But in this context, I also see the potential of a bubble end-game scenario being played out, with uncles and aunties and pakciks and makciks getting into gold, just as the professionals are starting to leave. These are the people I'm concerned about; regular investors know how to take care of themselves.

    Missing an investment opportunity is one thing; but buying into an asset, especially one that generates no income returns, right when the market is peaking is quite another.

    Most of the factors that have supported gold's rise over the past two years are starting to turn - US growth is returning (and with it returns on more traditional investment assets), and China and India are clamping down on inflation.

    Last thought: since 2001, the gold price has outrun the increases in virtually every other commodity. That divergence is troubling.

  3. I echo Anonymous 12:12's praise of your blog and hope you keep it going. Meanwhile, gold prices could be relatively flat for this year as it corrects and consolidates after the 10 year increase in prices.

    With respect to the gold bull run, the indications of a bubble you cite i.e. uncles and aunties and pakciks and makciks getting into gold are far from evident locally and there is not anecdotal evidence of this globally either.

    With regard to your concerns regarding the use of precious metals as currency, I have to say you make some good points. However, the fiat currency system has its own problems.

    As far as I am aware, the current situation where the entire world relies on fiat currency systems is unprecedented and by no means can past performance be indicative of future performance. It will be interesting to see how this all plays out.

    On the divergence between gold price and other commodities, I agree that it is troubling but I see it as being more in favour of continued support for gold and higher prices over the long term.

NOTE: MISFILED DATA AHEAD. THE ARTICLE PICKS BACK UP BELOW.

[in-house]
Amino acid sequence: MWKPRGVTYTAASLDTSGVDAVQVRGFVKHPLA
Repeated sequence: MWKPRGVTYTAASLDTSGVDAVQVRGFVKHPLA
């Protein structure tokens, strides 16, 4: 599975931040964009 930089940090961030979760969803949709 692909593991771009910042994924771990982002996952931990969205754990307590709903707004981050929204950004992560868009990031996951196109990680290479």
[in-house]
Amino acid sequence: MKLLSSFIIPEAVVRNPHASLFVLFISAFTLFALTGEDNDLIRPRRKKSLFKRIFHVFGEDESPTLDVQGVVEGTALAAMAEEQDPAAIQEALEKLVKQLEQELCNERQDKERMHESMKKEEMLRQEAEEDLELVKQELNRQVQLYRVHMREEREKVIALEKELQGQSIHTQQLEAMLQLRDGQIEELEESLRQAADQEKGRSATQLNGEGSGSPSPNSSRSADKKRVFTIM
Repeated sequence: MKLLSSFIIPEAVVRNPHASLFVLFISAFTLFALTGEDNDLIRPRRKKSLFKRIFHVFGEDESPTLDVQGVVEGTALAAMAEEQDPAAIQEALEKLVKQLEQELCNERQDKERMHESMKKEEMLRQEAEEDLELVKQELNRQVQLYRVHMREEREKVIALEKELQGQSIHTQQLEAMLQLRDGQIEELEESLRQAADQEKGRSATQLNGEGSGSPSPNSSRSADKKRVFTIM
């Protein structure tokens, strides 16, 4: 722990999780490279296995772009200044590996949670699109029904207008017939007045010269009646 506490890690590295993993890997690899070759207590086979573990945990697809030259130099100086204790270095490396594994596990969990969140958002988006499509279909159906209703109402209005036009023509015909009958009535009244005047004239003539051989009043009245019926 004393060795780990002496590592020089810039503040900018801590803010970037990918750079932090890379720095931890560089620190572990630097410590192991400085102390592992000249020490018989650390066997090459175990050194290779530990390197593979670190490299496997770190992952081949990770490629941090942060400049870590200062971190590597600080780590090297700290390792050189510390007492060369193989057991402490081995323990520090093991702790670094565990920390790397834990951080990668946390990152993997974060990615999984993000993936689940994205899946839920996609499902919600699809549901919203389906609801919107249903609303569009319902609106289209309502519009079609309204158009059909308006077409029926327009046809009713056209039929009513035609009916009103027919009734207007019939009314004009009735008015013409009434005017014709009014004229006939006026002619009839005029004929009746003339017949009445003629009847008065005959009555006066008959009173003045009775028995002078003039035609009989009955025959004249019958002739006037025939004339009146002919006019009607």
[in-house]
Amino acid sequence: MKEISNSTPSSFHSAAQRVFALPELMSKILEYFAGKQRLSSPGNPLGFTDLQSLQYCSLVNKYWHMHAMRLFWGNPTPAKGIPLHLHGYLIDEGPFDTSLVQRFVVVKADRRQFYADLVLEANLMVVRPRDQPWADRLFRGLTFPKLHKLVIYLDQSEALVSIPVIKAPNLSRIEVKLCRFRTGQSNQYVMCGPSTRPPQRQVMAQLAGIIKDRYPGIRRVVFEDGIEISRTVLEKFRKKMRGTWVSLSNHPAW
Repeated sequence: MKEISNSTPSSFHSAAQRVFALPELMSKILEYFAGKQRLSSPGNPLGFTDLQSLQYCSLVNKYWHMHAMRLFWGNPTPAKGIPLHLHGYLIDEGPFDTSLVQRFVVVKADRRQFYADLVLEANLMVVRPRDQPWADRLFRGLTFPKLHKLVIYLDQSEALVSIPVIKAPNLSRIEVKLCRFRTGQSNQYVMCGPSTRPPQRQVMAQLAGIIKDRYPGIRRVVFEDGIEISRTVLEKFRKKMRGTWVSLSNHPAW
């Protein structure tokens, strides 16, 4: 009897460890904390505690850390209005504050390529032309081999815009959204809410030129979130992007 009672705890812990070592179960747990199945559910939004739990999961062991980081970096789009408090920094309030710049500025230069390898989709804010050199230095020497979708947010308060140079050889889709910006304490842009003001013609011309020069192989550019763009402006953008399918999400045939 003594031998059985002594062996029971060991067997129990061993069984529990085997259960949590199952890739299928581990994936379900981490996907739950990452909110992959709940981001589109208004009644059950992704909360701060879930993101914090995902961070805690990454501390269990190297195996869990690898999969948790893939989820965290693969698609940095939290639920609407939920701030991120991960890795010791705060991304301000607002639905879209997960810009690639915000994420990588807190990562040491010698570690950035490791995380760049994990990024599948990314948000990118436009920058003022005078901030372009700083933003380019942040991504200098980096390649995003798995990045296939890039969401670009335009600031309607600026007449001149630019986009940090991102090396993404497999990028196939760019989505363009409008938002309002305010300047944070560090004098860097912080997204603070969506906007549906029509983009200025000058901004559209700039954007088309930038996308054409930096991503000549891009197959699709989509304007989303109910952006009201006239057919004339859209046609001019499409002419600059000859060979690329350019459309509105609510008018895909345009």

4. Thanks and welcome.

    I first started getting concerned over gold when commercial banks here started offering gold linked accounts. Companies selling bar and coin investment have proliferated in the last couple of years. You can get gold bars and coins via vending machines in the Middle East. Now we have local state governments who think it's a good idea to sell gold currency to their citizens. Not exactly mom-and-pop stuff, but enough to get me worried.

    There are solid foundations for the runup in gold:
    1. Low interest rates, which reduces the opportunity costs of holding gold;
    2. Easier retail access via ETFs and gold-linked accounts;
    3. Falling production;
    4. Inflation in China and India, which are the biggest gold markets.

    ...but as global growth gets stronger, interest rates will start rising. Both China and India have raised interest rates to stave off inflation in recent months - if it works, that undercuts one of the main fundamental factors for investment demand (jewelry demand is stagnant).

    I think China demand is key - the only commodities that have kept pace with gold are all items with import demand from China, such as coal, copper, iron, lead, nickel, crude oil, palm oil, rubber, tin and zinc. Food items by comparison have fallen far, far behind, as much as 100% (rice) to 400% (lamb) less in gold terms compared to 2000. But these items all have industrial or consumption uses - gold doesn't.

    Regarding fiat currency, I'm well aware of the weaknesses, not least the reliance on debt for money creation. But to me these have always paled in comparison to the disadvantages of a metallic or commodity based currency system.